The Massachusetts Supreme Judicial Court (SJC) recently ruled that police officers in the Commonwealth cannot detain a person in the state solely because of immigration status. In a unanimous ruling by the SJC, police officers in the Bay State are no longer able to legally comply with Immigration and Customs Enforcement (ICE) detainers. An ICE detainer is a request by federal authorities that asks local law enforcement officials to “hold” a person if the charges against him or her are dropped because the federal government believes the person may be violating the country’s immigration laws.
In this Lunn v. Commonwealth, Sreynoun Lunn, a Cambodian without a legal right to be in the United States, was arrested for robbery in Massachusetts. At trial, the judge dismissed the robbery charges against Lunn because the prosecution was not sufficiently prepared to argue the case. However, once the charges were dismissed against him, Lunn was not released by the police. Instead, the police held Lunn for several hours at the request of ICE, who wanted to take him into custody for violating federal immigration laws. The SJC held that this was illegal under Massachusetts law. In the simplest explanation, Massachusetts does not provide its police officers the authority to hold someone who does not have any charges pending for the sole purpose of complying with an ICE detainer. Further, the SJC noted, the ICE detainer is merely a request, not a legal obligation.
Moreover, because immigration is a civil law, then violating the law is not even a crime. “Unlawful presence” is a civil infraction, so in the case of ICE detainers, the police are essentially being asked by the federal government to detain someone without an arrest warrant for a violation of the law that is not even a crime. Therefore, voluntary compliance with these ICE detainer requests is not permissible under Massachusetts law, the SJC ruled. Or, in the words of the highest court in the Bay State, “Massachusetts law provides no authority for Massachusetts court officers to arrest and hold an individual solely on the basis of a Federal civil immigration detainer, beyond the time that the individual would otherwise be entitled to be released from State custody.”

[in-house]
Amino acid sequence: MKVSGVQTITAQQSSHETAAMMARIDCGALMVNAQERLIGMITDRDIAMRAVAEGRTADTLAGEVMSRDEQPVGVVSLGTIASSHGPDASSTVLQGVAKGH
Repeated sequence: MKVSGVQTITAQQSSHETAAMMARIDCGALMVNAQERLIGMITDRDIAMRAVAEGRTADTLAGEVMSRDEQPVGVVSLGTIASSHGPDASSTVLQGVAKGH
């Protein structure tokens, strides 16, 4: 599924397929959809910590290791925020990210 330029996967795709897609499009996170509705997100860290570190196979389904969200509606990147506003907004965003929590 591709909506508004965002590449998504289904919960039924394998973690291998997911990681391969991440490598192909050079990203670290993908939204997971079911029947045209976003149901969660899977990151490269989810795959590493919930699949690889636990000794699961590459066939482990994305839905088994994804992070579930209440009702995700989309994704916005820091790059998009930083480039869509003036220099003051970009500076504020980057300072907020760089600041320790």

Going forward, the police in Massachusetts will not be able to detain someone for violating federal immigration laws if there are no Massachusetts criminal charges pending against them. Critics and advocates alike have claimed the SJC’s new ruling has the effect of making the entire Commonwealth a “sanctuary state,” meaning that the local authorities will not be amenable to enforcing federal immigration laws.
Reach Out to a Local Attorney Today
The recent case by the SJC demonstrates that having an attorney who fights for the rights of his or her clients, even if that means taking a case to the highest Court in the Commonwealth, is invaluable. This case also demonstrates the necessity of a criminal defense attorney in Massachusetts staying up-to-date on all recent developments in the law. If you believe that you have been wrongly arrested or wrongly detained by the police in Massachusetts, then you should speak with a Massachusetts criminal law attorney today.